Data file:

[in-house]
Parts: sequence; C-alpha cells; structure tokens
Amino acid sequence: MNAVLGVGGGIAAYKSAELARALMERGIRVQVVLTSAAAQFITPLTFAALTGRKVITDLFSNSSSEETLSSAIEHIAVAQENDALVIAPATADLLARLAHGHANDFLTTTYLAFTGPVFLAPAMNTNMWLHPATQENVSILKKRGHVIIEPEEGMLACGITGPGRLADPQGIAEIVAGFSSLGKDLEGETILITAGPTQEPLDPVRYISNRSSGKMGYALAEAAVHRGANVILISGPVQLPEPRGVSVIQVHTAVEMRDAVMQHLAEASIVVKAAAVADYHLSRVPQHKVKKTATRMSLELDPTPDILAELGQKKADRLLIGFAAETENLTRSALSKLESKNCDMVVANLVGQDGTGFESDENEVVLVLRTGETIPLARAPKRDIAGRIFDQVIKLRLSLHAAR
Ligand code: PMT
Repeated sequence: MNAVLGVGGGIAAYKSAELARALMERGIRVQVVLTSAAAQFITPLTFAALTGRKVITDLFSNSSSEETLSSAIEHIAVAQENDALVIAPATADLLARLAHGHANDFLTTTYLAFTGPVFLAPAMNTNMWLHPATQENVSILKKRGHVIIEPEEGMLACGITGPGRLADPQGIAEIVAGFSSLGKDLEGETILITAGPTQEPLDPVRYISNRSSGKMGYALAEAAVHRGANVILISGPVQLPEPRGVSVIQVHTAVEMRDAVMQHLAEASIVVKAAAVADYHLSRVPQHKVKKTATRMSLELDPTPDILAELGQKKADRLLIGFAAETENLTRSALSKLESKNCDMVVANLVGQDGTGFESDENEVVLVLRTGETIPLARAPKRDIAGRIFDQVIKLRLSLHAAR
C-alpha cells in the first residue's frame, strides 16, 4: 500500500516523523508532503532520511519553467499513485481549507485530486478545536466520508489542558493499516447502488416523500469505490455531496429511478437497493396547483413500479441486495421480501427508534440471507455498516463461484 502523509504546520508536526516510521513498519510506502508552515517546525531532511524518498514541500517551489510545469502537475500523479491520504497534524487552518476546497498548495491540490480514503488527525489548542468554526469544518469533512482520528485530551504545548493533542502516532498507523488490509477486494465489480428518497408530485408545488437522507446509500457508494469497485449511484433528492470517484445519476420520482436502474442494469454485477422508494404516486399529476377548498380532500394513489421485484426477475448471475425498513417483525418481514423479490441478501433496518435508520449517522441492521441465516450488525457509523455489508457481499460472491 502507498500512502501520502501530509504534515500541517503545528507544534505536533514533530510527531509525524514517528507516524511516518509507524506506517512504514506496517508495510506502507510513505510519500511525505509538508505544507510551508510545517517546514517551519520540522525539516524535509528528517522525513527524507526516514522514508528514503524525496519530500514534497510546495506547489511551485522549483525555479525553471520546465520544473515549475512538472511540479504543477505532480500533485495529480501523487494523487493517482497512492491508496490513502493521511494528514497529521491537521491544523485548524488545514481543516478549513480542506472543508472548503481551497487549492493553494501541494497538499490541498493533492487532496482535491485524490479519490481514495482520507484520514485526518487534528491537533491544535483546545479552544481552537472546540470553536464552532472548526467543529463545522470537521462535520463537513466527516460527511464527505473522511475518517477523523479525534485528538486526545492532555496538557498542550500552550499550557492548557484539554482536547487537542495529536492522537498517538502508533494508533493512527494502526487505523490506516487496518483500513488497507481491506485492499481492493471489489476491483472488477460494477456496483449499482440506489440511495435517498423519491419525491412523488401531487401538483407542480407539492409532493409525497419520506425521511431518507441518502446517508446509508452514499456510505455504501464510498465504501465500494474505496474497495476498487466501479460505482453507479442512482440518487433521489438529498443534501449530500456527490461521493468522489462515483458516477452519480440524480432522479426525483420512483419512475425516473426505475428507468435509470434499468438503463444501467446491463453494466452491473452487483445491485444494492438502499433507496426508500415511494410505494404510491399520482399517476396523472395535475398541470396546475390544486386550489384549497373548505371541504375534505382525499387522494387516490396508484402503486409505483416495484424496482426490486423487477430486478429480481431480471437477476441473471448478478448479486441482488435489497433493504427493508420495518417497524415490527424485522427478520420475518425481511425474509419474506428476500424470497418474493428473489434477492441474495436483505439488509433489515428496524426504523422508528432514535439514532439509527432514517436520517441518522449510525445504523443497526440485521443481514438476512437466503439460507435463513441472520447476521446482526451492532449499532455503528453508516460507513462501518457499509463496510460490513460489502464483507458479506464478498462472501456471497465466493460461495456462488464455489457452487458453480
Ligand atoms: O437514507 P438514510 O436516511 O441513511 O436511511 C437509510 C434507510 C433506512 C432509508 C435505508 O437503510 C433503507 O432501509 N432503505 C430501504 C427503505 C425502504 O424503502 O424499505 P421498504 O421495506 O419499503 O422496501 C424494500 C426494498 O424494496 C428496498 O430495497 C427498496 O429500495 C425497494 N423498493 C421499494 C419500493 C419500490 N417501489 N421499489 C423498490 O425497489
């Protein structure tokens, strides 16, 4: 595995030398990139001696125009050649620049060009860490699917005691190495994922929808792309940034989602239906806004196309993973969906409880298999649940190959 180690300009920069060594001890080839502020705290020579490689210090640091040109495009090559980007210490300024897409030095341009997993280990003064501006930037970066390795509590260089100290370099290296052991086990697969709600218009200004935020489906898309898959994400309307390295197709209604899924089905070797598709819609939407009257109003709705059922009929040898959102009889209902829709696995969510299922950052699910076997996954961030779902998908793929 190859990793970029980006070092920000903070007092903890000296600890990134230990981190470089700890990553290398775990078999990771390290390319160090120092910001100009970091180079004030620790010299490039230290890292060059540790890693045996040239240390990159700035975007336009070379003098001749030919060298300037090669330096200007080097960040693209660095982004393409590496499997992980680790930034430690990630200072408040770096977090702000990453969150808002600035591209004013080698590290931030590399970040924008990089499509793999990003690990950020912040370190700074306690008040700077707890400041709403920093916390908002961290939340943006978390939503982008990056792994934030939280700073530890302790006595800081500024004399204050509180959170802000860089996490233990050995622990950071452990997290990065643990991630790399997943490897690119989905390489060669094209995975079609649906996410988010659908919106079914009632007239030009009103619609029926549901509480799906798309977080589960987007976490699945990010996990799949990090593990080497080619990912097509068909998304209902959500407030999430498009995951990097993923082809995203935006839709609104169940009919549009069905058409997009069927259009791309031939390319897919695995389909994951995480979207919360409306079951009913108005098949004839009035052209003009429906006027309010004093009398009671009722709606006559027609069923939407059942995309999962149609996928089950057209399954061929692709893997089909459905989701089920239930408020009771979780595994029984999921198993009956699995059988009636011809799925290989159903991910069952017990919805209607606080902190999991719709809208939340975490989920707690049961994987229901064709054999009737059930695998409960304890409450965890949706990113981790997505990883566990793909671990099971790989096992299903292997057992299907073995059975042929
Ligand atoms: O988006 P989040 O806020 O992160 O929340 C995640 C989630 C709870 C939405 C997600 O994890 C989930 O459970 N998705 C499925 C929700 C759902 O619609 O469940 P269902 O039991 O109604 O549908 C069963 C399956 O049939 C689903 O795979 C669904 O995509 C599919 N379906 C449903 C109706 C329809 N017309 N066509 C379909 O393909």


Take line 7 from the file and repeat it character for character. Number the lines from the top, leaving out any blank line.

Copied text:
Ligand atoms: O437514507 P438514510 O436516511 O441513511 O436511511 C437509510 C434507510 C433506512 C432509508 C435505508 O437503510 C433503507 O432501509 N432503505 C430501504 C427503505 C425502504 O424503502 O424499505 P421498504 O421495506 O419499503 O422496501 C424494500 C426494498 O424494496 C428496498 O430495497 C427498496 O429500495 C425497494 N423498493 C421499494 C419500493 C419500490 N417501489 N421499489 C423498490 O425497489